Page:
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Morelos, Bolivar and Latin American Independence Essay

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Morelos and Bolivar and Latin American Independence Spain was a global superpower in matters of wealth and their successes stemming from the arts and academia to travel and territorial conquests. Of these accomplishments, their most prized achievement was acquiring a heavy portion of Latin America where their influence originated from the northern borders of Mexico deep into South America. They abused the resources they found, cheated the natives all the while demolishing their culture and population. In turn this gave birth the rise of a number of rebellions by the oppressed against the conquistadors to take back the land and implement laws and social standards that benefited the people and return to them the rights that they had been…show more content…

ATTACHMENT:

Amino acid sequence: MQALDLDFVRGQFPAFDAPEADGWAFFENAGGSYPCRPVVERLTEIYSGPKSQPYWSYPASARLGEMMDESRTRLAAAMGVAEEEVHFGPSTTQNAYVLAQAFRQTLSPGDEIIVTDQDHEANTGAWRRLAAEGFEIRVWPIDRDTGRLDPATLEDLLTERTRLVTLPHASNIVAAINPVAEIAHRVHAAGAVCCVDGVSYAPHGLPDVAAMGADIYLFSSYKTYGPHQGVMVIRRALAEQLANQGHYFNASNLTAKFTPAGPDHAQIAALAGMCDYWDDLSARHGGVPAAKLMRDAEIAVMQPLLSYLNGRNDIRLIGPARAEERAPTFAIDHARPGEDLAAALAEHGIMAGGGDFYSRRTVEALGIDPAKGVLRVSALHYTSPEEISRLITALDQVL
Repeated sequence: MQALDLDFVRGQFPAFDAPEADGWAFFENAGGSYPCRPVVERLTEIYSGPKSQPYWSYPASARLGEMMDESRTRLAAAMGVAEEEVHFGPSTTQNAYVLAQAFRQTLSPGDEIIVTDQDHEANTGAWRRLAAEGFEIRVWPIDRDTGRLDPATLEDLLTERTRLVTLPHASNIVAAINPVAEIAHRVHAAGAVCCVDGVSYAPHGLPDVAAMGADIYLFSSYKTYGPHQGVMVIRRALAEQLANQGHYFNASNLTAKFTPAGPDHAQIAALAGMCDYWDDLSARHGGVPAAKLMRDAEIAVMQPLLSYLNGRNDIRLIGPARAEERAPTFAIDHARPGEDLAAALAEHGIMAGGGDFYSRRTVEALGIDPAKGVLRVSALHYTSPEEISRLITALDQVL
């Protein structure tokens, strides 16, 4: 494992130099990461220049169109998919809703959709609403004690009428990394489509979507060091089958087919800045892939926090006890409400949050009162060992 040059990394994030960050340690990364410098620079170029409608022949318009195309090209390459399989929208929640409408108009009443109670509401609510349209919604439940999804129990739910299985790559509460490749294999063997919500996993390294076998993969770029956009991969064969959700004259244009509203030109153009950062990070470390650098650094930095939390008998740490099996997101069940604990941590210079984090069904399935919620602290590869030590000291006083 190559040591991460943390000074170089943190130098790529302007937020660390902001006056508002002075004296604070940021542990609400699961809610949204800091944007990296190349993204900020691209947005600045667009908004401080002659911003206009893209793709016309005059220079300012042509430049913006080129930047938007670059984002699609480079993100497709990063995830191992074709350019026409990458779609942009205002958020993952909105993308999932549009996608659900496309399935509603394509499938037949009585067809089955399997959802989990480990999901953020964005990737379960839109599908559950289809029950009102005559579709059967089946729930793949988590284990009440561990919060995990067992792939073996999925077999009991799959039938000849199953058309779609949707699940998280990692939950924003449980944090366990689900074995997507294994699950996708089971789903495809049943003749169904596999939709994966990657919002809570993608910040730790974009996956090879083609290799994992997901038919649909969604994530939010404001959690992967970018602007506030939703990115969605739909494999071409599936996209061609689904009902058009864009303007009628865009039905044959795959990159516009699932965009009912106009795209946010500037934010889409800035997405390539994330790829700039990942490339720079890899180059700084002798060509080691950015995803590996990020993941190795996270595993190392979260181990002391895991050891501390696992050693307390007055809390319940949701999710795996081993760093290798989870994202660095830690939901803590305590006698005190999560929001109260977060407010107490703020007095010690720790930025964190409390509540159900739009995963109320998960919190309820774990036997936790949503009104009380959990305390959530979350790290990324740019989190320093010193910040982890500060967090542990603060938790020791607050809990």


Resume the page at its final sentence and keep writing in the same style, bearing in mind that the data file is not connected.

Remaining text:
Another point which was minimally amended in the final decree, states that the country shall not be free until it replaces a tyrannical government with a liberal government and rids the land of the “Spanish enemy, who has declared himself against this Nation.” Point fifteen is also significant because it calls for the abolition of slavery “forever” as well as the distinction by castes, resulting in an equal citizenship where “the only thing that shall distinguish one American from another are vice and virtue.” The Spanish Caste System, which was constructed to divide the people based on class and especially color and ethnicity, is a relic of the Spanish history; mostly so, because the Spanish Caste System divided the oppressed people. “Criollo”, “mulato”, and “mestizo” were among the terms that defined the extent of being White in the population. Wealth also came into play, which limited social mobility because of the emphasized difference between class. Morelos declares a stand against the Spanish imposed system, essentially because of awareness that it was through this system that the Spaniards were able to conquer his people. “Bolívar goes to great pains to balance the pressing need for strong executive authority and the compelling desire for democratic political institutions.” This statement emphasizes the pertinence of and most importantly the motive as to why Bolívar supported the governmental republic. The newly liberated Latin
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